Motor Imitation and Language!!

July 15, 2018

 

Imitation of fine and gross motor activities paired with language is such a great all around developmental activity. I love to do this with my toddlers in therapy. The following tips can also be done at home,  in the car,  or in an airplane during summer travel!  A very common activity is pointing to body parts. Most parents do this with their toddlers without even realizing they are inputting valuable language skills!!  

 

For example: If you tell your child to "touch their nose" they are learning the action word "touch," they are following a one step command, and they are learning that the thing on your face is called a nose!  Do this everyday until your child can touch all body parts (eyes, nose, ears, hair, tummy, hands, feet, ect.) 

A great way to expand on this is to touch the body part and then provide expanded language on function. 

  • After saying "where are your hands?" you could say "clap your hands" and have them imitate clapping. 

  • You could say "touch your nose" and then say "we smell with our nose", and do an over exaggerated sniff or smell something like a cookie and say "mmmm smells good!"

  • "Where are your feet?" After they point to them you could say "We walk/run/hop with our feet" and have them imitate you doing this.

The next step step after they have mastered the skills above is an expressive task. Simply point to your (or their) body part and ask them to name it.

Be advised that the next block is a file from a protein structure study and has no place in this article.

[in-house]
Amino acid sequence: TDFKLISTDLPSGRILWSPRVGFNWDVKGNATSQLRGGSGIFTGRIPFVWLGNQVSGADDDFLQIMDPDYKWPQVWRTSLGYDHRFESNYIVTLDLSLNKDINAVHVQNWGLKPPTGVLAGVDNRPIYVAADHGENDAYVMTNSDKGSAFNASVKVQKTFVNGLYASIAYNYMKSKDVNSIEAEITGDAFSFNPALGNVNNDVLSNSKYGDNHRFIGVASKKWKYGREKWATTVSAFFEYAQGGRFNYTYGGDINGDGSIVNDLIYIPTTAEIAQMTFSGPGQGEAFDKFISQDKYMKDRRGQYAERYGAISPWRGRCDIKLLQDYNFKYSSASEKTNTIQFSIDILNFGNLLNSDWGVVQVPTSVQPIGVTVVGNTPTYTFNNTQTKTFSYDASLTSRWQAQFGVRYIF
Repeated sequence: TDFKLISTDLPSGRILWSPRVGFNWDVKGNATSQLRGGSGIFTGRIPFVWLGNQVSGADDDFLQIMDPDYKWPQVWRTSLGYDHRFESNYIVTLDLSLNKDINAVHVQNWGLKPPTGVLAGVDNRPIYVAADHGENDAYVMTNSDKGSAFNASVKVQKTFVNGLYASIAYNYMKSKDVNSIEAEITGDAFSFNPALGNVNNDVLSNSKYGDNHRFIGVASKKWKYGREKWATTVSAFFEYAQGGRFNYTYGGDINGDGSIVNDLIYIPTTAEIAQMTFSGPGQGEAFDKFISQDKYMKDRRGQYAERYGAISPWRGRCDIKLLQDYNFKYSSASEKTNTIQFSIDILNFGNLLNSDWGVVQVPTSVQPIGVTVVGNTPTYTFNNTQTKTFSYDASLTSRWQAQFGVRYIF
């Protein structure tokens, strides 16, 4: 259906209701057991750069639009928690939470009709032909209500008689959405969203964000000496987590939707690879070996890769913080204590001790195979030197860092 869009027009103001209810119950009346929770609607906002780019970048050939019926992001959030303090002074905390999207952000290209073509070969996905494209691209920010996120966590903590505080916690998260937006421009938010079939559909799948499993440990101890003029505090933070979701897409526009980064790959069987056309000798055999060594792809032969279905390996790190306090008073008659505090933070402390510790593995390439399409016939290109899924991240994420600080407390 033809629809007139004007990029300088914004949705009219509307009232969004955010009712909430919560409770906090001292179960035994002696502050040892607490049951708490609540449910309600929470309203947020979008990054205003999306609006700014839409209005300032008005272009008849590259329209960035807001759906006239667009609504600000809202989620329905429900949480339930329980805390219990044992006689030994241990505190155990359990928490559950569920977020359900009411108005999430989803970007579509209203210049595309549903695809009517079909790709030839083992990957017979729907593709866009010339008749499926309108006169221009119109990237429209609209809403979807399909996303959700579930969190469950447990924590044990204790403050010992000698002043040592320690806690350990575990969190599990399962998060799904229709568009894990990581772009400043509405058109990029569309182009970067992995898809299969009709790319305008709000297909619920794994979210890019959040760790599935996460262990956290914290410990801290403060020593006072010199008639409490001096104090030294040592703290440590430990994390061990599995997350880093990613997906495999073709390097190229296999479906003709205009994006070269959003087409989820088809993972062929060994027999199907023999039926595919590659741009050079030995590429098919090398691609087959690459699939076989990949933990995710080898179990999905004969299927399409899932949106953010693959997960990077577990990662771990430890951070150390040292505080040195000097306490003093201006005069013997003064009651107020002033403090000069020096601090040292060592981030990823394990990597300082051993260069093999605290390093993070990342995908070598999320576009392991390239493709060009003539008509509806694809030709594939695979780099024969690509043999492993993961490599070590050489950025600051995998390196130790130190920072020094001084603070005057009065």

Another way to pair language and motor actions is to go to the park. This is something easy to fit in a family vacation!  Follow your child's lead and narrate (provide language bombardment) as they play on each structure.

  • When they climb up a ladder you can model language such as: "you are climbing up up up!!" "time to slide down!!  "yay! you slid down"  

  • When they are swinging you could say: "time to swing" "you are swinging up high!"

  •  If they are playing in the sand box you can model language such as: "let's dig a hole, shovel in, scoop it up"  

 

You can apply these strategies to any motor activity like rolling a ball on the floor, riding a scooter, or even pretending to be a puppy! 
 

The main thing to remember is to continue to model language about what is happening around them. If you model language paired with fun motor activities, you are providing a great language learning experience!!

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